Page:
Has it ever crossed your mind how much that humming box you call a computer actually sets you back in electricity charges? I'm sure even if money is not an issue for you, it still would be interesting to know how much weight your computer system drops on your electric bill each month.
From the calculations we're going to do here, you will have a good idea of not only how much power your computer consumes, but also the power consumption for every other gadget in your house that runs on electricity.
Although we will base our calculations on computer users within the USA, the same principle can be applied easily, no matter where you live. All you need is the unit charge of electricity usage, which can be obtained from your power company, or you may even already have it on your electric bill.
So the question is, how much does it cost to run your computer each month?
That depends on where you live. Cost in places like Hawaii, New York, California, New Hampshire, etc. are highest at around 12 cents/kilowatt-hour (if you're not familiar with what kilowatt-hour is, don't frett over it. We'll take a closer look later). Cost of power consumption is lowest in places like washington, idaho, wyoming, etc. at around 4 cents per kilowatt-hour.
The amount of power that your computer consumes is measured in watts. Every electronic equipment has its power rating at the back of it. Look at the back of your computer and monitor and note the power rating on each one. The power supply on most computers is rated at 250W. Some may be less, some may be more, but 250 watts on average.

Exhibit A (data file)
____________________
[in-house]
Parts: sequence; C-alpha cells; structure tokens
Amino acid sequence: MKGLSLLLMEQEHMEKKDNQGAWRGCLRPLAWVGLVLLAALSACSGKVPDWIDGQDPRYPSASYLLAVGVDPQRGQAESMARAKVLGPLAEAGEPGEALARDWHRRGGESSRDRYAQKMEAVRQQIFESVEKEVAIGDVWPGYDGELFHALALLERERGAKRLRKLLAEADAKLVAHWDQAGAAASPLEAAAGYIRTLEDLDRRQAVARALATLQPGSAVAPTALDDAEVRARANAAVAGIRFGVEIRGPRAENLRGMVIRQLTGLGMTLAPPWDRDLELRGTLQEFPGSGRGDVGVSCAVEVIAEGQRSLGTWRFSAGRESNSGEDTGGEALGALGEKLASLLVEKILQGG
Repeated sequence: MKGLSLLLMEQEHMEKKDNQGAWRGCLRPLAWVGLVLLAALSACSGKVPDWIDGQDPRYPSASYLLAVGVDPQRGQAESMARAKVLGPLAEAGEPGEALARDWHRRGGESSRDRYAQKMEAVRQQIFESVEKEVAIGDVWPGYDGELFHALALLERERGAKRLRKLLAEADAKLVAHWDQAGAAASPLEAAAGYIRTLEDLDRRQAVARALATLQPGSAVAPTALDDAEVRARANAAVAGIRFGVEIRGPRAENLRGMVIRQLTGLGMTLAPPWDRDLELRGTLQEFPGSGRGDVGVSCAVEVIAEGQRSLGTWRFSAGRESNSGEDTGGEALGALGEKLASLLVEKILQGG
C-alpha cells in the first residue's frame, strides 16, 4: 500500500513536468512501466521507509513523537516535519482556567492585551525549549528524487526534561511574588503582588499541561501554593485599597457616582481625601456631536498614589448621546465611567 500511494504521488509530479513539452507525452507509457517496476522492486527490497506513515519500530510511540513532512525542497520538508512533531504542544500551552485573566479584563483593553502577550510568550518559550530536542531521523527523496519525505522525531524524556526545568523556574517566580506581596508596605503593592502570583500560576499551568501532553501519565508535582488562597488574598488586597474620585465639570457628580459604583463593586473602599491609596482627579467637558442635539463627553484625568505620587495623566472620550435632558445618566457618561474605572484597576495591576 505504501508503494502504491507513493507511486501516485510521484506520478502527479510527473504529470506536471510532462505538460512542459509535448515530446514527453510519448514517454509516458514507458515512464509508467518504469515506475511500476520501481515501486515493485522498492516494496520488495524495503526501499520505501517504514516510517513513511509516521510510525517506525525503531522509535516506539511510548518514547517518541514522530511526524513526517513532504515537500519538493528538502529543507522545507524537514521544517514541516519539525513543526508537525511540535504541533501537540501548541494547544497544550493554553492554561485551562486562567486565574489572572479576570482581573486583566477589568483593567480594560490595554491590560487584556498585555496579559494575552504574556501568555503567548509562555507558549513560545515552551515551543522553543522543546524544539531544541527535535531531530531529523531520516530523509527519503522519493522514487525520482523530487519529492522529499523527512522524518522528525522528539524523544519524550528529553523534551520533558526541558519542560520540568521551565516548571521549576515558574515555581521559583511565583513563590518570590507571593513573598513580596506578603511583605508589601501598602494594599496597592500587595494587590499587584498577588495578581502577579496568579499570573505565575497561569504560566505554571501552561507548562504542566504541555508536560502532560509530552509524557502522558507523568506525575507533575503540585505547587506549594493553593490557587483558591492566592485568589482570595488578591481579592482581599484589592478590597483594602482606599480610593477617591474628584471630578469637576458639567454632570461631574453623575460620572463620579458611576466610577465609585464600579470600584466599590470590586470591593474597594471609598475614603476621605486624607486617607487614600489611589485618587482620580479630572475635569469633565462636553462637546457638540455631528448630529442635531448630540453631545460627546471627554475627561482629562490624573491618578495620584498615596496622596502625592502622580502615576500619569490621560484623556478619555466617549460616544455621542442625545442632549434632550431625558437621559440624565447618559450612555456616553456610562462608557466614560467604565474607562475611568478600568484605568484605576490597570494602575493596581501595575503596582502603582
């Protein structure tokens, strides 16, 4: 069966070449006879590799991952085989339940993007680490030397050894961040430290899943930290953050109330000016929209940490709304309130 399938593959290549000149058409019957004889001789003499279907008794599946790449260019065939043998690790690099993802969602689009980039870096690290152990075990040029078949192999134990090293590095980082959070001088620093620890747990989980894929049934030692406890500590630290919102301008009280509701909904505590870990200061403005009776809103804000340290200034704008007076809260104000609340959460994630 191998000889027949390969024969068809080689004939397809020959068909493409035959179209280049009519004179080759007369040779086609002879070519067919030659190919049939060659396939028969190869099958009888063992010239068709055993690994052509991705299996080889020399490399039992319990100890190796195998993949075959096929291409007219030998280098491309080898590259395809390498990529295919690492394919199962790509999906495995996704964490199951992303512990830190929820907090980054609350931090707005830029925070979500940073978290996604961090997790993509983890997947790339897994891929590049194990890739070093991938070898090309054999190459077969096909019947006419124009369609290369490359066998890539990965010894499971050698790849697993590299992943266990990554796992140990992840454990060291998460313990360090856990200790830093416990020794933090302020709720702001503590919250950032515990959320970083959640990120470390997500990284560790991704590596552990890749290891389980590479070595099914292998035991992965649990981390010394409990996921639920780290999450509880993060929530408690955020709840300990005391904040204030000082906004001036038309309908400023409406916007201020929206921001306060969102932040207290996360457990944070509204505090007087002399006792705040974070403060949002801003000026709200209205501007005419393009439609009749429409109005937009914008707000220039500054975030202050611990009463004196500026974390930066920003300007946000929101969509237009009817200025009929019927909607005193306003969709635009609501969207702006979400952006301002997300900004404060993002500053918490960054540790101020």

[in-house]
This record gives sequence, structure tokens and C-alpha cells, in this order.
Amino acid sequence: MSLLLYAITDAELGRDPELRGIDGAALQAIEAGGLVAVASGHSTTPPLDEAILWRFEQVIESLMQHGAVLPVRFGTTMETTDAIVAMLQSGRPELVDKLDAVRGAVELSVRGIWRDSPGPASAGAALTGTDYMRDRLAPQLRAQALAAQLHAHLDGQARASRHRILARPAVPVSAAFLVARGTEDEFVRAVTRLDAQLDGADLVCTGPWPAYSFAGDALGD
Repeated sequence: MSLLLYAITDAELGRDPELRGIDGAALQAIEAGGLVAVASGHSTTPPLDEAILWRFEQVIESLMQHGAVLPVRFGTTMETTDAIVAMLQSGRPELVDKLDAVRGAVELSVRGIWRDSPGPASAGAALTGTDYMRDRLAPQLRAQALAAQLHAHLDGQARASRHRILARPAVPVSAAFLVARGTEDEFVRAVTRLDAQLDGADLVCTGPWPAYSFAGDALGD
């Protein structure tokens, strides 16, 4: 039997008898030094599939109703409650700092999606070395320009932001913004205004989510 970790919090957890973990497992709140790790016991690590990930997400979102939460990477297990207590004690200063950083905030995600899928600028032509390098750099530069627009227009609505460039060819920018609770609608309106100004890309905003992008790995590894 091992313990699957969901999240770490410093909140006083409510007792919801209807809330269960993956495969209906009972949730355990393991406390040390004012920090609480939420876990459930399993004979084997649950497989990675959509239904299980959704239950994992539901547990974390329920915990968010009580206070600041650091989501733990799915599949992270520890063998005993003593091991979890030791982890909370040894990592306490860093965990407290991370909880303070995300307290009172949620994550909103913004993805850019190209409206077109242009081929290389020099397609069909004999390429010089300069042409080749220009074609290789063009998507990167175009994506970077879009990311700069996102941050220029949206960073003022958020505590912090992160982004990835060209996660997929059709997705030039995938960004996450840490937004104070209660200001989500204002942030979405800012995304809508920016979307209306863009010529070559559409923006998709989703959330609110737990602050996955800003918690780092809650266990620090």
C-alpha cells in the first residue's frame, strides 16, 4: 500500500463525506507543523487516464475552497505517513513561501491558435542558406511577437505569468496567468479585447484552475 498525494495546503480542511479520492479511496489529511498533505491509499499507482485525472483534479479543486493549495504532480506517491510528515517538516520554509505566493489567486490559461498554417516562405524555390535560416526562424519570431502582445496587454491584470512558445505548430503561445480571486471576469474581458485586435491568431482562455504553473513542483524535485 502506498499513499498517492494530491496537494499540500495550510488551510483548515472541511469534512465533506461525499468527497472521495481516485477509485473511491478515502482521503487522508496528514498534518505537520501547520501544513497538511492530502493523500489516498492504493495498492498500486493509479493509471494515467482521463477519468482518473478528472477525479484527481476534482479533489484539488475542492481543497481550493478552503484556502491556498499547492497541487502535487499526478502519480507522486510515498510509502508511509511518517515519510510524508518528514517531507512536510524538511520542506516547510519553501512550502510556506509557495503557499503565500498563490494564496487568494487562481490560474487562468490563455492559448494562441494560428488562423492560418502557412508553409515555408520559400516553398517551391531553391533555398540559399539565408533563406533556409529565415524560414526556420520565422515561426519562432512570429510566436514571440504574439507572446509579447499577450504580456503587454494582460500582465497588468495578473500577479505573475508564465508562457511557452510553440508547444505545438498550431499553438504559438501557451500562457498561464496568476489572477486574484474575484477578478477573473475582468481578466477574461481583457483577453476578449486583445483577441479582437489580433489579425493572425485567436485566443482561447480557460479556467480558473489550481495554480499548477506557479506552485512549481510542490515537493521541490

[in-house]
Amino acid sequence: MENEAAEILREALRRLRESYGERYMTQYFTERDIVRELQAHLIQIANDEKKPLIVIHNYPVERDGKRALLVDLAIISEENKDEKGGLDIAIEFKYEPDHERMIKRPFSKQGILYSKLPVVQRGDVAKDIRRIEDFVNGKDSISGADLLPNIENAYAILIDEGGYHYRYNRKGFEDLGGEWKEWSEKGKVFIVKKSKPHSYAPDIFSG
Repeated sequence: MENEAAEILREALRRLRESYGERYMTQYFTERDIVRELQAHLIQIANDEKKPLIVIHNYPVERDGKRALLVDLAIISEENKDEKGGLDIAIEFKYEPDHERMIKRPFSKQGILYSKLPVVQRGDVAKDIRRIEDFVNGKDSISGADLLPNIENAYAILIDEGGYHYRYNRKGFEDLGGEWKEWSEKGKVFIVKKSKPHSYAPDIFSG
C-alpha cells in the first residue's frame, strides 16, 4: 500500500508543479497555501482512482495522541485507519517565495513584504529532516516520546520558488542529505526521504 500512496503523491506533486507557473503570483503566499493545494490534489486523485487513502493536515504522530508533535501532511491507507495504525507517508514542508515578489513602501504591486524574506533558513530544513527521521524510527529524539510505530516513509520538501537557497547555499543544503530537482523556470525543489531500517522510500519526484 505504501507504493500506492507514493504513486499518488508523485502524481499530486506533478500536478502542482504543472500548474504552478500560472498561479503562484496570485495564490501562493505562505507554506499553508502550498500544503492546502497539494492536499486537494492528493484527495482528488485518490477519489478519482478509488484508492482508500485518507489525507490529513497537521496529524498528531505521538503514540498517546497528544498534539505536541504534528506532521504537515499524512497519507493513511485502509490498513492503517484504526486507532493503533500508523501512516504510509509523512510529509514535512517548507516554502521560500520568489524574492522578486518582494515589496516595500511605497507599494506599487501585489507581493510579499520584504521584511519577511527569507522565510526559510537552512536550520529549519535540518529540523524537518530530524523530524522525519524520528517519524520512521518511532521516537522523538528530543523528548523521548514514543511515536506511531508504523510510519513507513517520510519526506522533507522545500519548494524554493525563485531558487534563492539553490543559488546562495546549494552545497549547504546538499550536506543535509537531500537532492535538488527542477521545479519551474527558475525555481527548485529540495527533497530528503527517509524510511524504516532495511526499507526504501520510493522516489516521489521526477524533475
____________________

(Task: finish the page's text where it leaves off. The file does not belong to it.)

So for a typical computer total watts = 350 watts, (ie. 250W for the computer + 100W for the monitor) total hrs per month: 24 hrs x 30 days = 720 hrs kilowatt-hour: 350 watts x 720 hours = 252,000 watt-hrs = 252 kwh Cost/month in california = 252 x 12 cents = $30.24 Cost/month in Washington = $10.
The cost we calculated above is as bad as it can get. As you know, most computers have power management system whereby the computer and monitor get turned off automatically during periods of inactivity. So if we take all the idle times into account, the cost of running the computer per month could drop as much at 70%. You get the idea...
Now that you know how to calculate the cost of electricity consumption, you can easily find the cost of running any equipment you may have. Just look at the back of that equipment for the power rating, then ask your power company for cost per kilowatt-hour. Your electric bill should also carry that information, so look there first.
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